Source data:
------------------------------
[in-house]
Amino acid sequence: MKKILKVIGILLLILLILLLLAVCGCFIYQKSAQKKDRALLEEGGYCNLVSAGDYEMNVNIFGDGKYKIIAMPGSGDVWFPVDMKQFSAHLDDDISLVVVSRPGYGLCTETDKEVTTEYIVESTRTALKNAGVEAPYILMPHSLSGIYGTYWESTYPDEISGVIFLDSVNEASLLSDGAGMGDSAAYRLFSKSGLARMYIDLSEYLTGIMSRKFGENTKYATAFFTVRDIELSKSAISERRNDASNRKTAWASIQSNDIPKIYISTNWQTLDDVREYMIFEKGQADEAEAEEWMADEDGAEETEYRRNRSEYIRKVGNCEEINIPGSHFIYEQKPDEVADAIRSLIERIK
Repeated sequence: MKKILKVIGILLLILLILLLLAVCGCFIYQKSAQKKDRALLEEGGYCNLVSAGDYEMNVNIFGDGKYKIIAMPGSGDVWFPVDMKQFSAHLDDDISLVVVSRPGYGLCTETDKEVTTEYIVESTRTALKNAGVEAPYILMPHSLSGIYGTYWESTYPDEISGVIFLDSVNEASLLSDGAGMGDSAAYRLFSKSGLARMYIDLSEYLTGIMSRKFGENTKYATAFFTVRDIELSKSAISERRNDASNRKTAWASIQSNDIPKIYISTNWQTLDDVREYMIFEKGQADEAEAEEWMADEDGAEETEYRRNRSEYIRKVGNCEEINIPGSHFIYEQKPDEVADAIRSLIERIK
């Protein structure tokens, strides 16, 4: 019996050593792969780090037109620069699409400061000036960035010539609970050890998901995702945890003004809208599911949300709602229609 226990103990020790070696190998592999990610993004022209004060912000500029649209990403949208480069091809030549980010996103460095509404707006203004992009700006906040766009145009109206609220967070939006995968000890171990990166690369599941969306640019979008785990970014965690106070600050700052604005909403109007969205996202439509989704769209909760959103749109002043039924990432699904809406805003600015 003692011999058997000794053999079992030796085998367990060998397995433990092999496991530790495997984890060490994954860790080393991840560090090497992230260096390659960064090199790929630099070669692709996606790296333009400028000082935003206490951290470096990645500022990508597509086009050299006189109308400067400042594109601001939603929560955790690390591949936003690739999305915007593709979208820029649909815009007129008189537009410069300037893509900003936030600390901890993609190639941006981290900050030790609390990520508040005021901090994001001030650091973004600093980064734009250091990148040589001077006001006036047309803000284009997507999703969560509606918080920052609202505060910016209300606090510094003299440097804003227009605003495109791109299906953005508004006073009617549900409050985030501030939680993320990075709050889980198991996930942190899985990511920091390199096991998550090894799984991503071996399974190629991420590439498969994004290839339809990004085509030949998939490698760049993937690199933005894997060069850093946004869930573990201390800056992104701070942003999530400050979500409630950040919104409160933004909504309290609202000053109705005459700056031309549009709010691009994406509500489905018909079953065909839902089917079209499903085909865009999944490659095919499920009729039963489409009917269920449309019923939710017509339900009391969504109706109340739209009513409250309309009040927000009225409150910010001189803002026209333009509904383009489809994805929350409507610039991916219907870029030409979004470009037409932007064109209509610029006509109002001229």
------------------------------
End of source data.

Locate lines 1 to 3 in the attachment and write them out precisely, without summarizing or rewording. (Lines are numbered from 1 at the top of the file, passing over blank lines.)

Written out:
[in-house]
Amino acid sequence: MKKILKVIGILLLILLILLLLAVCGCFIYQKSAQKKDRALLEEGGYCNLVSAGDYEMNVNIFGDGKYKIIAMPGSGDVWFPVDMKQFSAHLDDDISLVVVSRPGYGLCTETDKEVTTEYIVESTRTALKNAGVEAPYILMPHSLSGIYGTYWESTYPDEISGVIFLDSVNEASLLSDGAGMGDSAAYRLFSKSGLARMYIDLSEYLTGIMSRKFGENTKYATAFFTVRDIELSKSAISERRNDASNRKTAWASIQSNDIPKIYISTNWQTLDDVREYMIFEKGQADEAEAEEWMADEDGAEETEYRRNRSEYIRKVGNCEEINIPGSHFIYEQKPDEVADAIRSLIERIK
Repeated sequence: MKKILKVIGILLLILLILLLLAVCGCFIYQKSAQKKDRALLEEGGYCNLVSAGDYEMNVNIFGDGKYKIIAMPGSGDVWFPVDMKQFSAHLDDDISLVVVSRPGYGLCTETDKEVTTEYIVESTRTALKNAGVEAPYILMPHSLSGIYGTYWESTYPDEISGVIFLDSVNEASLLSDGAGMGDSAAYRLFSKSGLARMYIDLSEYLTGIMSRKFGENTKYATAFFTVRDIELSKSAISERRNDASNRKTAWASIQSNDIPKIYISTNWQTLDDVREYMIFEKGQADEAEAEEWMADEDGAEETEYRRNRSEYIRKVGNCEEINIPGSHFIYEQKPDEVADAIRSLIERIK